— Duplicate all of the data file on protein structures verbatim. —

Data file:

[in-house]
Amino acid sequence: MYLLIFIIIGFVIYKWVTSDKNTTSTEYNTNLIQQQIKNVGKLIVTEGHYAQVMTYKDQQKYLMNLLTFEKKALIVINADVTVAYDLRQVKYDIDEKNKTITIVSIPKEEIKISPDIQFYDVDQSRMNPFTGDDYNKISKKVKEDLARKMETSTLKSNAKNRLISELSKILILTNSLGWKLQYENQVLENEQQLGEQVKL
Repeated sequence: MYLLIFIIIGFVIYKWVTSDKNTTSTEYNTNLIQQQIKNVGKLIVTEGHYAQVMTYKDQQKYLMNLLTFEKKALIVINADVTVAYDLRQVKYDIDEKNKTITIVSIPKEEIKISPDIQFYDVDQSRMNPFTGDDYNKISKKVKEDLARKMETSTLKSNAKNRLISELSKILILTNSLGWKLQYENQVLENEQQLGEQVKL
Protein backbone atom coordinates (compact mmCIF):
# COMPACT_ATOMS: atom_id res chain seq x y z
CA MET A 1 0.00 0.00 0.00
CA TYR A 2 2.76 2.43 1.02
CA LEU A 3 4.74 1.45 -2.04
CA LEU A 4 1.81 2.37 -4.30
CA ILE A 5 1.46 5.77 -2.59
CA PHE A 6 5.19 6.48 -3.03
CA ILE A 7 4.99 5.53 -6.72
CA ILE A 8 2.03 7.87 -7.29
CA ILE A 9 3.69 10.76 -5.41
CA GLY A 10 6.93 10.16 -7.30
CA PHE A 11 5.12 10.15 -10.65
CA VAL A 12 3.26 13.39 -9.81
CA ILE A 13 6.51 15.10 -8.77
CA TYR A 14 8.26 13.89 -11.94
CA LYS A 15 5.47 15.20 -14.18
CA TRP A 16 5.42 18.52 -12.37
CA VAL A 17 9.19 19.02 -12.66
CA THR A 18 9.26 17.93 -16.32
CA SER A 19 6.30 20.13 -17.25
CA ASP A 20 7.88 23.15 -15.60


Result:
[in-house]
Amino acid sequence: MYLLIFIIIGFVIYKWVTSDKNTTSTEYNTNLIQQQIKNVGKLIVTEGHYAQVMTYKDQQKYLMNLLTFEKKALIVINADVTVAYDLRQVKYDIDEKNKTITIVSIPKEEIKISPDIQFYDVDQSRMNPFTGDDYNKISKKVKEDLARKMETSTLKSNAKNRLISELSKILILTNSLGWKLQYENQVLENEQQLGEQVKL
Repeated sequence: MYLLIFIIIGFVIYKWVTSDKNTTSTEYNTNLIQQQIKNVGKLIVTEGHYAQVMTYKDQQKYLMNLLTFEKKALIVINADVTVAYDLRQVKYDIDEKNKTITIVSIPKEEIKISPDIQFYDVDQSRMNPFTGDDYNKISKKVKEDLARKMETSTLKSNAKNRLISELSKILILTNSLGWKLQYENQVLENEQQLGEQVKL
Protein backbone atom coordinates (compact mmCIF):
# COMPACT_ATOMS: atom_id res chain seq x y z
CA MET A 1 0.00 0.00 0.00
CA TYR A 2 2.76 2.43 1.02
CA LEU A 3 4.74 1.45 -2.04
CA LEU A 4 1.81 2.37 -4.30
CA ILE A 5 1.46 5.77 -2.59
CA PHE A 6 5.19 6.48 -3.03
CA ILE A 7 4.99 5.53 -6.72
CA ILE A 8 2.03 7.87 -7.29
CA ILE A 9 3.69 10.76 -5.41
CA GLY A 10 6.93 10.16 -7.30
CA PHE A 11 5.12 10.15 -10.65
CA VAL A 12 3.26 13.39 -9.81
CA ILE A 13 6.51 15.10 -8.77
CA TYR A 14 8.26 13.89 -11.94
CA LYS A 15 5.47 15.20 -14.18
CA TRP A 16 5.42 18.52 -12.37
CA VAL A 17 9.19 19.02 -12.66
CA THR A 18 9.26 17.93 -16.32
CA SER A 19 6.30 20.13 -17.25
CA ASP A 20 7.88 23.15 -15.60